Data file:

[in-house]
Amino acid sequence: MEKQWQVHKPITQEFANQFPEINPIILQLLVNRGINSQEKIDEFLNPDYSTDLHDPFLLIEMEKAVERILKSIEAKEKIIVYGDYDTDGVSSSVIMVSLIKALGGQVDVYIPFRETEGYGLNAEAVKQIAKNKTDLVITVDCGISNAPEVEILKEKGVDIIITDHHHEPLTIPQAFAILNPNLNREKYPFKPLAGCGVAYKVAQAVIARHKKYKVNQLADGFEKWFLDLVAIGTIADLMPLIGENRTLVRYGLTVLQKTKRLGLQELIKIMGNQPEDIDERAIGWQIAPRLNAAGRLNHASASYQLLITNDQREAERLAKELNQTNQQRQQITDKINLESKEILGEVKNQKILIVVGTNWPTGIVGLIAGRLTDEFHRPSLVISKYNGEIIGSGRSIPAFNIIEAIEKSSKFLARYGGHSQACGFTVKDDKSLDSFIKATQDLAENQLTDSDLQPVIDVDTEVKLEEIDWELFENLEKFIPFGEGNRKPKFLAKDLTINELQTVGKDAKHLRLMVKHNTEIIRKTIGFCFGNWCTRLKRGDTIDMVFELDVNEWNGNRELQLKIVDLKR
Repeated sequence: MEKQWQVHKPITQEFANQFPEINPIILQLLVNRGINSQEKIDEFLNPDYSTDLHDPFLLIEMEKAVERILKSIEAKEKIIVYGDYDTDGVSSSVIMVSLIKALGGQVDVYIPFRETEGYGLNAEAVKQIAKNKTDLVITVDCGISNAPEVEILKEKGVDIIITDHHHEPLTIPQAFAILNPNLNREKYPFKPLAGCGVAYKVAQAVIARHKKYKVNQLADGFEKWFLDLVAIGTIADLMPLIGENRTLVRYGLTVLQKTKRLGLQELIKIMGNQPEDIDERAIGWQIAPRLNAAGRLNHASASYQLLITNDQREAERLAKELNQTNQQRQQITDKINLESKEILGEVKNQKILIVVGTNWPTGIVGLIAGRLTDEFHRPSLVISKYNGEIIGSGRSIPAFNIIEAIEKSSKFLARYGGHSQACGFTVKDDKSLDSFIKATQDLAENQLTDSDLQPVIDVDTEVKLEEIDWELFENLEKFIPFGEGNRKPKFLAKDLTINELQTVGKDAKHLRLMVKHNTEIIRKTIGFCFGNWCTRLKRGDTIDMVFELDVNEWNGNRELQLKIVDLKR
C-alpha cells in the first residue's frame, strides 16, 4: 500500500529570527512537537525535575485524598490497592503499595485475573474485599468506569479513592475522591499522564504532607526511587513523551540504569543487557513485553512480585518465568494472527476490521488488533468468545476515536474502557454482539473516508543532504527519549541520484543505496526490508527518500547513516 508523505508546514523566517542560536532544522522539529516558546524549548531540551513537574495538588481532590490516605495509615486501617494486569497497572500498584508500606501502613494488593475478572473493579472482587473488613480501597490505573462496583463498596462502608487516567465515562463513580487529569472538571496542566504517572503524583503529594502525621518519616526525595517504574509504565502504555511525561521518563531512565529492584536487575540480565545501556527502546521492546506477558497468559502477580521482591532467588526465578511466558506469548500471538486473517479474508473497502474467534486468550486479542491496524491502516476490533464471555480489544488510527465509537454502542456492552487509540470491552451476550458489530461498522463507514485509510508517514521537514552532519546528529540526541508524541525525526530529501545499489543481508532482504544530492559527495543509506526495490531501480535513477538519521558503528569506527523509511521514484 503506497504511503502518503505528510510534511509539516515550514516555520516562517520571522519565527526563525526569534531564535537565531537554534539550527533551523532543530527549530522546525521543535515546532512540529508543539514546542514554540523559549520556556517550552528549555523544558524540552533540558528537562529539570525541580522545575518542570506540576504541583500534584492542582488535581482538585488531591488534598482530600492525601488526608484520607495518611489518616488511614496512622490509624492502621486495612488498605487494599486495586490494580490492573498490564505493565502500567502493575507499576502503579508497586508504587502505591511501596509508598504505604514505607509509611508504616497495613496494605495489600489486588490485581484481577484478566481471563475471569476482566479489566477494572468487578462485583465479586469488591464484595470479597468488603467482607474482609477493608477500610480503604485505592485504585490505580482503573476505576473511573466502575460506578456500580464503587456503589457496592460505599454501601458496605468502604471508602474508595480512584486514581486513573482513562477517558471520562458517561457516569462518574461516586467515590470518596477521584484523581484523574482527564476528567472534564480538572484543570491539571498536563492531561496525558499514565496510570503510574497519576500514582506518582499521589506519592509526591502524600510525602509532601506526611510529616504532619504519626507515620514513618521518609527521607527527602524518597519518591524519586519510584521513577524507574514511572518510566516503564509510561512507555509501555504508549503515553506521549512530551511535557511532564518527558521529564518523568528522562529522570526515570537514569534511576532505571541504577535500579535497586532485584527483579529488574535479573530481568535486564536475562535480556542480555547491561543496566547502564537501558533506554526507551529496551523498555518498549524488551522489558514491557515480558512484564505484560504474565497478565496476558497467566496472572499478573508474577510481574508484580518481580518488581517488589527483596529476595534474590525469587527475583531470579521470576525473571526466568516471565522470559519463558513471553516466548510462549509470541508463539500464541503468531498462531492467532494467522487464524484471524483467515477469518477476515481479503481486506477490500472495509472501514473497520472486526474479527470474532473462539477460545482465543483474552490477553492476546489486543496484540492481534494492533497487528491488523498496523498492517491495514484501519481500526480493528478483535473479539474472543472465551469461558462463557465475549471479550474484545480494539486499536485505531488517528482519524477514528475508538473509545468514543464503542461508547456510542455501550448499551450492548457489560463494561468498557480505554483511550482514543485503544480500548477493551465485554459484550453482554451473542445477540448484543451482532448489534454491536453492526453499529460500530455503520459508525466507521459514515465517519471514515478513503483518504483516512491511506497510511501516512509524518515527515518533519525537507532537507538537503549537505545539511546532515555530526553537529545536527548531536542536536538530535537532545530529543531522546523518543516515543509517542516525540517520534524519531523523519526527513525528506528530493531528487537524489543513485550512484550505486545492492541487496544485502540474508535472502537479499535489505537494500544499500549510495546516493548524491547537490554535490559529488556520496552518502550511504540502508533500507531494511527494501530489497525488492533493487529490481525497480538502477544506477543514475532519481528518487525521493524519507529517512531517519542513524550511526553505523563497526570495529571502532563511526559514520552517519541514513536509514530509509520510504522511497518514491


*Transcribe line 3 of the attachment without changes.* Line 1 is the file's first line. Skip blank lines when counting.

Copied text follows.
Repeated sequence: MEKQWQVHKPITQEFANQFPEINPIILQLLVNRGINSQEKIDEFLNPDYSTDLHDPFLLIEMEKAVERILKSIEAKEKIIVYGDYDTDGVSSSVIMVSLIKALGGQVDVYIPFRETEGYGLNAEAVKQIAKNKTDLVITVDCGISNAPEVEILKEKGVDIIITDHHHEPLTIPQAFAILNPNLNREKYPFKPLAGCGVAYKVAQAVIARHKKYKVNQLADGFEKWFLDLVAIGTIADLMPLIGENRTLVRYGLTVLQKTKRLGLQELIKIMGNQPEDIDERAIGWQIAPRLNAAGRLNHASASYQLLITNDQREAERLAKELNQTNQQRQQITDKINLESKEILGEVKNQKILIVVGTNWPTGIVGLIAGRLTDEFHRPSLVISKYNGEIIGSGRSIPAFNIIEAIEKSSKFLARYGGHSQACGFTVKDDKSLDSFIKATQDLAENQLTDSDLQPVIDVDTEVKLEEIDWELFENLEKFIPFGEGNRKPKFLAKDLTINELQTVGKDAKHLRLMVKHNTEIIRKTIGFCFGNWCTRLKRGDTIDMVFELDVNEWNGNRELQLKIVDLKR